From DenseNet-41 to PeleeNet

Transition layer without compression
Dynamic bottleneck channels
Stem Block
Two-way dense layer
Go deeper (add 3 extra dense layers)
Top 1 accuracy 75.02 76.1 75.2 75.8 76.8 78.8 79.25

Table 2: Effects of various design choices and components on performance

2.3 Results on ImageNet ILSVRC 2012

Our PeleeNet is trained by PyTorch with mini-batch size 512 on two GPUs. The model is trained with a cosine learning rate annealing schedule, similar to what is used by Pleiss et al. (2017) and Loshchilov & Hutter (2016). The initial learning rate is set to 0.25 and the total amount of epochs is 120. We then fine tune the model with the initial learning rate of 5e-3 for 20 epochs. Other hyper-parameters are the same as the one used on Stanford Dogs dataset.

Cosine Learning Rate Annealing means that the learning rate decays with a cosine shape (the learning rate of epoch set to .

As can be seen from Table 3, PeleeNet achieves a higher accuracy than that of MobileNet and ShuffleNet at no more than 66% model size and the lower computational cost. The model size of PeleeNet is only 1/49 of VGG16.

Computational Cost
Model Size

Accuracy (%)
Top-1 Top-5

15,346 M 138 M 71.5 89.8
1.0 MobileNet 569 M 4.24 M 70.6 89.5
ShuffleNet 2x (g = 3) 524 M 5.2 M 70.9 -
NASNet-A 564 M 5.3 M 74.0 91.6
PeleeNet (ours) 508 M 2.8 M 72.6 90.6

Table 3: Results on ImageNet ILSVRC 2012

2.4 Speed on Real Devices

Counting FLOPs (the number of multiply-accumulates) is widely used to measure the computational cost. However, it cannot replace the speed test on real devices, considering that there are many other factors that may influence the actual time cost, e.g. caching, I/O, hardware optimization etc,. This section evaluates the performance of efficient models on iPhone 8 and NVIDIA TX2 embedded platform. The speed is calculated by the average time of processing 100 pictures with 1 batch size. We run 100 picture processing for 10 times separately and average the time.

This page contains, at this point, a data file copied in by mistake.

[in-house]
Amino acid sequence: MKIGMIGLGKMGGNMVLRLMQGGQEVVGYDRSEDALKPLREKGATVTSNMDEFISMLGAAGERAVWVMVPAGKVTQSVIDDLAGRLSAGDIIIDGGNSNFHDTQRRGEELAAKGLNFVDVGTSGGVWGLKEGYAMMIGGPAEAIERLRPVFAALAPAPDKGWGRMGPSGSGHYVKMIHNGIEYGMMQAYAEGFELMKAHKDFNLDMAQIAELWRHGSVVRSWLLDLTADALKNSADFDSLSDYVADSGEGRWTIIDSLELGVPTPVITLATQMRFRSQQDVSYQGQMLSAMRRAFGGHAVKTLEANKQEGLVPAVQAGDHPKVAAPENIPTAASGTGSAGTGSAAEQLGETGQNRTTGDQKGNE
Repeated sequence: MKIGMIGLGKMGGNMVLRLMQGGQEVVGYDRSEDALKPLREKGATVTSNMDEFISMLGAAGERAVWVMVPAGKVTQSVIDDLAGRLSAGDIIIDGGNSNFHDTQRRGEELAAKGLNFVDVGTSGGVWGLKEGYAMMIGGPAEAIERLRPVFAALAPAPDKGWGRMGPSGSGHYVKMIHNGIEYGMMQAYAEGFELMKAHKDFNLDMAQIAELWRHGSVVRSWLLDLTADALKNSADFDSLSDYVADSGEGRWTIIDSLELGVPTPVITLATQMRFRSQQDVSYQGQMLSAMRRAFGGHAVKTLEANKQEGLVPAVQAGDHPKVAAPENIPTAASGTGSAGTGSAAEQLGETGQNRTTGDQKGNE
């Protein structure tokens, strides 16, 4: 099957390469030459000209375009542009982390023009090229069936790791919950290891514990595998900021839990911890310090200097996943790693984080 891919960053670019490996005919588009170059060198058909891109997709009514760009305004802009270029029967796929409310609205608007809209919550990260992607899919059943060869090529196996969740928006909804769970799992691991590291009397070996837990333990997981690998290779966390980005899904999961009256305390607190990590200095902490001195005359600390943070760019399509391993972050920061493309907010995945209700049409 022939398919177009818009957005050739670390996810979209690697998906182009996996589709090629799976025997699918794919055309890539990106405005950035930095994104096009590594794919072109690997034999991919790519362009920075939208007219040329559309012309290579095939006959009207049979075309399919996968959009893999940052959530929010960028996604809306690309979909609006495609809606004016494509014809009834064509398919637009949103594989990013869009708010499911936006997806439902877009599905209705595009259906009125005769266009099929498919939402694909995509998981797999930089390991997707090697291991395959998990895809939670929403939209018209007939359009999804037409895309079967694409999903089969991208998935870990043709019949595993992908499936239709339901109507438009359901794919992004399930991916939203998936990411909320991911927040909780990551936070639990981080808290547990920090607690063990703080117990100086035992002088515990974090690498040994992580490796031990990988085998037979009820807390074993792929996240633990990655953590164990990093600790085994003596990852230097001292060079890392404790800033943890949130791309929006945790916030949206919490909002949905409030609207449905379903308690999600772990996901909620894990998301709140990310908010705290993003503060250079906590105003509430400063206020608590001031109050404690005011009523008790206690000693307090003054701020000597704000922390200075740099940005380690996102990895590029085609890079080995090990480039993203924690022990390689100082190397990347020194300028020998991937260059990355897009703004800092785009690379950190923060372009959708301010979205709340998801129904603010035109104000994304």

As can be seen in Table 4 PeleeNet is much faster than MoibleNet and MobileNetV2 on TX2. Although MobileNetV2 achieves a high accuracy with 300 FLOPs, the actual speed of the model is slower than that of MobileNet with 569 FLOPs.

Using half precision float point (FP16) instead of single precision float point (FP32) is a widely used method to accelerate deep learning inference. As can be seen in Figure 5, PeleeNet runs 1.8 times faster in FP16 mode than in FP32 mode. In contrast, the network that is built with depthwise separable convolution is hard to benefit from the TX2 half-precision (FP16) inference engine. The speed of MobileNet and MobileNetV2 running in FP16 mode is almost the same as the ones running in FP32 mode.

On iPhone 8, PeleeNet is slower than MobileNet for the small input dimension but is faster than MobileNet for the large input dimension. There are two possible reasons for the unfavorable result on iPhone. The first reason is related to CoreML which is built on Apple’s Metal API. Metal is a 3D graphics API and is not originally designed for CNNs. It can only hold 4 channels of data (originally used to hold RGBA data). The high-level API has to slice the channel by 4 and caches the result of each slice. The separable convolution can benefit more from this mechanism than the conventional convolution. The second reason is the architecture of PeleeNet. PeleeNet is built in a multi-branch and narrow channel style with 113 convolution layers. Our original design is misled by the FLOPs count and involves unnecessary complexity.

Top-1 Accuracy
on ILSVRC2012
(images per second)
Input Dimension
224x224 320x320 640x640
1.0 MobileNet 70.6 569 M 136.2 75.7 22.4